ASTM also significantly modified the definition of “migrate/migration” to specifically reference the movement contaminants caused by soil vapor. This change was intended to require specific evaluation of the potential for vapor intrusion, in response to regulations and guidance requiring that issue to be addressed in remediation programs.
Because the EPA had recognized ASTM’s 2005 standard as meeting the requirements for AAI, the Agency had to determine how to respond to the new standard. Originally, the EPA simply recognized the 2013 standard as also meeting AAI, but this ran into objections from consultants and the ASTM. They argued that recognizing both standards would cause confusion and would discourage the industry from transitioning to the new standard. As a result, the EPA issued a final rule on Dec. 30, 2013, recognizing the 2013 standard as meeting AAI and stating that it plans to propose regulations in the future that would remove all references to the 2005 standard.
What does this new standard mean?
The meaning of ASTM’s revisions and the EPA’s reaction to them depends on how one views the use of Phase Is. Primarily, the purpose of the Phase I is to provide information to a potential buyer or lender regarding the potential for environmental contamination at a target property and the need for further assessment of environmental conditions. The most important issues are the ability and experience of the environmental professional performing the work and the delivery of a report documenting a comprehensive evaluation of the property, site records and other pertinent information. From this standpoint, ASTM’s revisions and the EPA’s actions are not especially meaningful.
Yet from the perspective that a Phase I assessment may be the key piece of evidence documenting the performance of AAI and establishing a basis for several defenses to CERCLA, these actions could be crucial. The revisions provide undoubted clarity in characterizing properties subject to different types of regulatory approvals. They should also: 1) refocus the ultimate determination of what constitutes a REC on those conditions, which requires further assessment, both by focusing on actual releases and threats of release; and 2) eliminate the use of HRECs to classify older conditions or activities that the environmental professional does not want to identify as RECs but is hesitant to dismiss.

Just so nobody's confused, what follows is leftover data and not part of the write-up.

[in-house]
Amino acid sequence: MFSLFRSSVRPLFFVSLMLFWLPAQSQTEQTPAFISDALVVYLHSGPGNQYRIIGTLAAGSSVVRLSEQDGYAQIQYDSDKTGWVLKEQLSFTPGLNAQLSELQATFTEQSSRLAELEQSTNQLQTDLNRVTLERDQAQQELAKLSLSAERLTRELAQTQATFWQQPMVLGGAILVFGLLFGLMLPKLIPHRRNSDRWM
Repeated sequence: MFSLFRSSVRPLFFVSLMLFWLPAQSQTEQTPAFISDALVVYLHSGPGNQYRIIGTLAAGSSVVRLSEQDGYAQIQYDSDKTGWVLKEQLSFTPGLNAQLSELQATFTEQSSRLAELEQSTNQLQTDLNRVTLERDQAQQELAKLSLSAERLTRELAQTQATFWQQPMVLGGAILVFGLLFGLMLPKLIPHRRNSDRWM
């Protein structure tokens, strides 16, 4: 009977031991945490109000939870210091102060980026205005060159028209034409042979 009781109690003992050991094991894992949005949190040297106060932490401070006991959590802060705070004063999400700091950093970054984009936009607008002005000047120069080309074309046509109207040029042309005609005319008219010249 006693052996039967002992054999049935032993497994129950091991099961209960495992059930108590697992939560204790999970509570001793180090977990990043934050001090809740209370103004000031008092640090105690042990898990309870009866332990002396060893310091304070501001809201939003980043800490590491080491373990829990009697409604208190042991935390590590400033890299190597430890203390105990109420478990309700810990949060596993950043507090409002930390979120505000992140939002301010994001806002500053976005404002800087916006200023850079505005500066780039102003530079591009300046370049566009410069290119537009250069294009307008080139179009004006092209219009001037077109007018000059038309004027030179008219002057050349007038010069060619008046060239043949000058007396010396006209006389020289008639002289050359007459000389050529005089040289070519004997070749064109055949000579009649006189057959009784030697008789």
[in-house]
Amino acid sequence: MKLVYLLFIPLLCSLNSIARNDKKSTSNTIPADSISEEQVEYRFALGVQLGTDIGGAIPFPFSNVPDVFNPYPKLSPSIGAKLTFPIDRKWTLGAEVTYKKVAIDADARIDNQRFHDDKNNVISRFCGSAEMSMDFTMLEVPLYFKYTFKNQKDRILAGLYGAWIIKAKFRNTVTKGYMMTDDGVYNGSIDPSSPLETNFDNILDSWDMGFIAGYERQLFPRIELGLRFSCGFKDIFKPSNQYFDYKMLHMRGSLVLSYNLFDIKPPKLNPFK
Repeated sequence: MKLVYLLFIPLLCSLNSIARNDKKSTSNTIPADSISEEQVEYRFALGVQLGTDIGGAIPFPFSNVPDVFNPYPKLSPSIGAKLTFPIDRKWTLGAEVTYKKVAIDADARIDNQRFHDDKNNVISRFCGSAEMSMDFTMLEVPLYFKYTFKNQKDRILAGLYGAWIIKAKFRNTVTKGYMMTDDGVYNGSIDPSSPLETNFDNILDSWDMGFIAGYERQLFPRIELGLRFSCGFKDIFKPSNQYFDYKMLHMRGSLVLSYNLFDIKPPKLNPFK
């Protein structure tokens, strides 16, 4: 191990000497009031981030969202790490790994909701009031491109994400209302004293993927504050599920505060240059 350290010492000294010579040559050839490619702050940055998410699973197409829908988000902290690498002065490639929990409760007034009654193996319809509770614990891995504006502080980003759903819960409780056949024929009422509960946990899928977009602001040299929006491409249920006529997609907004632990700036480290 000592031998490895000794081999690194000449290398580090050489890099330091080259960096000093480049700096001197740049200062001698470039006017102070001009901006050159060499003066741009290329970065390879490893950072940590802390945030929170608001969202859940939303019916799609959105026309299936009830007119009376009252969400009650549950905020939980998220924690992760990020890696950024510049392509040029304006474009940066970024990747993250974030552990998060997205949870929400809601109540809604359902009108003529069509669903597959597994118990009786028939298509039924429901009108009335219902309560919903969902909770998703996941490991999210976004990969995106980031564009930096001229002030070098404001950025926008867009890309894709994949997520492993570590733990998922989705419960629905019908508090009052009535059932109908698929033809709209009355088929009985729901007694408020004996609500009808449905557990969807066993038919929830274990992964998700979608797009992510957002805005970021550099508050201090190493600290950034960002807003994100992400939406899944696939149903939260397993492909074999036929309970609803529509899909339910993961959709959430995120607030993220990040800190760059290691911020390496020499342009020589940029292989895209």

From this perspective, the EPA’s actions are important as well. By committing to eliminate references to the 2005 standard in future rulemaking, the Agency ensures that environmental professionals will switch to the 2013 standard. Yet the EPA emphasizes that AAI requires compliance with its own regulations and shows unwillingness to allow the availability of the CERCLA defense to turn on the nuances between different versions of what is, after all, a private and proprietary standard.
From a practical perspective, counsel who obtain or review Phase Is should become familiar with the new standard and insist that it be referenced and used on all future Phase Is. They should also understand the continuing gaps and limitations to the standard and retain experienced and qualified environmental professionals.